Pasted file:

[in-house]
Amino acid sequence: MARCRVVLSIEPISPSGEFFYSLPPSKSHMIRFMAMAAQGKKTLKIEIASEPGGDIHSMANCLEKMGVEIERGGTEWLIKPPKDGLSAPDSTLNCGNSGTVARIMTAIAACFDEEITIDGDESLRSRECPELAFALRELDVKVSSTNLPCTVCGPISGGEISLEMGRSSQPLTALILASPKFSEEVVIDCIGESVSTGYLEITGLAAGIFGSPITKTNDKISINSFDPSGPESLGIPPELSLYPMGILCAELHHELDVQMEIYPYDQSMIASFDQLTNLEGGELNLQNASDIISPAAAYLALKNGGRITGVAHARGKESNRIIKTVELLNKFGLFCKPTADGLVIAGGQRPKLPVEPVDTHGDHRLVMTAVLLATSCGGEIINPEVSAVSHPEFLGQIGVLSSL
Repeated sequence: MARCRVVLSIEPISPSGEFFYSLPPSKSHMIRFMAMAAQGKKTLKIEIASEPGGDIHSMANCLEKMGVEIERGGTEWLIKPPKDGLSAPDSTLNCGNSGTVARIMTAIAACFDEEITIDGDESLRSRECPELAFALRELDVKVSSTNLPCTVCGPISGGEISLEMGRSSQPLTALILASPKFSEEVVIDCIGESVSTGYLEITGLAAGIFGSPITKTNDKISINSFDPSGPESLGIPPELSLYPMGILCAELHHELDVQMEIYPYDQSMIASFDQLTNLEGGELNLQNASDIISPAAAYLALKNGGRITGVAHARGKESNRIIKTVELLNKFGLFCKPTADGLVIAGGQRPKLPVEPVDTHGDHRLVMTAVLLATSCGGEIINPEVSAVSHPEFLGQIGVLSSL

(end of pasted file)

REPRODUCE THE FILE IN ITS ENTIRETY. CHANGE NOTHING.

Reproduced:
[in-house]
Amino acid sequence: MARCRVVLSIEPISPSGEFFYSLPPSKSHMIRFMAMAAQGKKTLKIEIASEPGGDIHSMANCLEKMGVEIERGGTEWLIKPPKDGLSAPDSTLNCGNSGTVARIMTAIAACFDEEITIDGDESLRSRECPELAFALRELDVKVSSTNLPCTVCGPISGGEISLEMGRSSQPLTALILASPKFSEEVVIDCIGESVSTGYLEITGLAAGIFGSPITKTNDKISINSFDPSGPESLGIPPELSLYPMGILCAELHHELDVQMEIYPYDQSMIASFDQLTNLEGGELNLQNASDIISPAAAYLALKNGGRITGVAHARGKESNRIIKTVELLNKFGLFCKPTADGLVIAGGQRPKLPVEPVDTHGDHRLVMTAVLLATSCGGEIINPEVSAVSHPEFLGQIGVLSSL
Repeated sequence: MARCRVVLSIEPISPSGEFFYSLPPSKSHMIRFMAMAAQGKKTLKIEIASEPGGDIHSMANCLEKMGVEIERGGTEWLIKPPKDGLSAPDSTLNCGNSGTVARIMTAIAACFDEEITIDGDESLRSRECPELAFALRELDVKVSSTNLPCTVCGPISGGEISLEMGRSSQPLTALILASPKFSEEVVIDCIGESVSTGYLEITGLAAGIFGSPITKTNDKISINSFDPSGPESLGIPPELSLYPMGILCAELHHELDVQMEIYPYDQSMIASFDQLTNLEGGELNLQNASDIISPAAAYLALKNGGRITGVAHARGKESNRIIKTVELLNKFGLFCKPTADGLVIAGGQRPKLPVEPVDTHGDHRLVMTAVLLATSCGGEIINPEVSAVSHPEFLGQIGVLSSL